Authored by: Ollvia R. Holcombe-Volke, Esq. – Elville and Associates – 443-393-7696, email@example.com
The law regarding digital assets is evolving, though its ability to keep pace with the evolution of digital assets themselves is an impossibility. These days, most, if not all, photographs, personal communications, and personal information are digitally stored – not to mention financial information, business and legal documents, and tax records. We’ve all experienced the frustration of forgotten passwords and re-establishing access to our digital accounts. But what happens to all of that stuff when we become incapacitated, or die?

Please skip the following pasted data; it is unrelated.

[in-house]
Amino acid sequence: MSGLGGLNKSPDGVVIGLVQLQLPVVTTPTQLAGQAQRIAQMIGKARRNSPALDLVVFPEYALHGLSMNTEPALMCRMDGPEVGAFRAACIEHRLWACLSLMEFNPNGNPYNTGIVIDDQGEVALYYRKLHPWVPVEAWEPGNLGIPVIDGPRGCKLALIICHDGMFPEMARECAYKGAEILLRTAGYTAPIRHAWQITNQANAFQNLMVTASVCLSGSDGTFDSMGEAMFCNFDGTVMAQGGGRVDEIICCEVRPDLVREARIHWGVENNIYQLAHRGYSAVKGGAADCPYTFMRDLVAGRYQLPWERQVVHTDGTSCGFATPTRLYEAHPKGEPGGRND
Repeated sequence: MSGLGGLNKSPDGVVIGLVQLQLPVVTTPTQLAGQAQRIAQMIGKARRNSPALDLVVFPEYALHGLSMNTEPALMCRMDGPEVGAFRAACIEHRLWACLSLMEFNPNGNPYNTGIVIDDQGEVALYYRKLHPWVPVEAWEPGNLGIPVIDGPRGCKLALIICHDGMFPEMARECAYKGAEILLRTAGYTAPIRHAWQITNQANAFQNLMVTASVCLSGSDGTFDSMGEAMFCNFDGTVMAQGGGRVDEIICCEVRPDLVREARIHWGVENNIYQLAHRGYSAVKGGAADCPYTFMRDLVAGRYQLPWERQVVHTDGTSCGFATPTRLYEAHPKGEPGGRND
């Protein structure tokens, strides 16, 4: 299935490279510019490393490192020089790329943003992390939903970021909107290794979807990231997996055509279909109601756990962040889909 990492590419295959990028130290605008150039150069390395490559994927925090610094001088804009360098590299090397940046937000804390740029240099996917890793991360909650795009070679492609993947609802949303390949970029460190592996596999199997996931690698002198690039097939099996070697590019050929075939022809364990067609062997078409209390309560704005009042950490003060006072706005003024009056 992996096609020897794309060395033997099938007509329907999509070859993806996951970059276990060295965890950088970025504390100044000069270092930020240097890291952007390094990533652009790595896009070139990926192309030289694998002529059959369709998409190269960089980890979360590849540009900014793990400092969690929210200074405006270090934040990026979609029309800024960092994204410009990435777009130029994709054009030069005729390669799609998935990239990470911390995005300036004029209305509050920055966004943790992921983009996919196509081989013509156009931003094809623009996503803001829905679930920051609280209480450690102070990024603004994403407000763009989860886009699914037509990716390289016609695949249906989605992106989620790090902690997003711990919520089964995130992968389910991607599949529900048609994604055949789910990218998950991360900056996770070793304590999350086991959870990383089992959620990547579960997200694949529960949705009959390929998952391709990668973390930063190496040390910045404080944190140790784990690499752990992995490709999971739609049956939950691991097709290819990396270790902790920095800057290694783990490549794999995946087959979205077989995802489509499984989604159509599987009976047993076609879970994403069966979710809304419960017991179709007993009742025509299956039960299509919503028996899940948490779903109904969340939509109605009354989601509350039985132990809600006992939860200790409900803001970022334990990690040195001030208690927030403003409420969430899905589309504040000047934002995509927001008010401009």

Including a “Power to Manage Digital Assets” in a Power of Attorney document (authorizing an Agent to act on your behalf) is one step toward addressing this issue. Reviewing the terms of any agreement you may have with various digital service providers, and putting into place their specific authorizations for someone else to access and manage your account, is another. For solo businesses with significant digital assets, establishing a business succession plan and addressing this issue in the company’s documents is imperative. Most importantly, discuss this issue with your attorney. Otherwise, access to vital personal and business digital assets may die with you.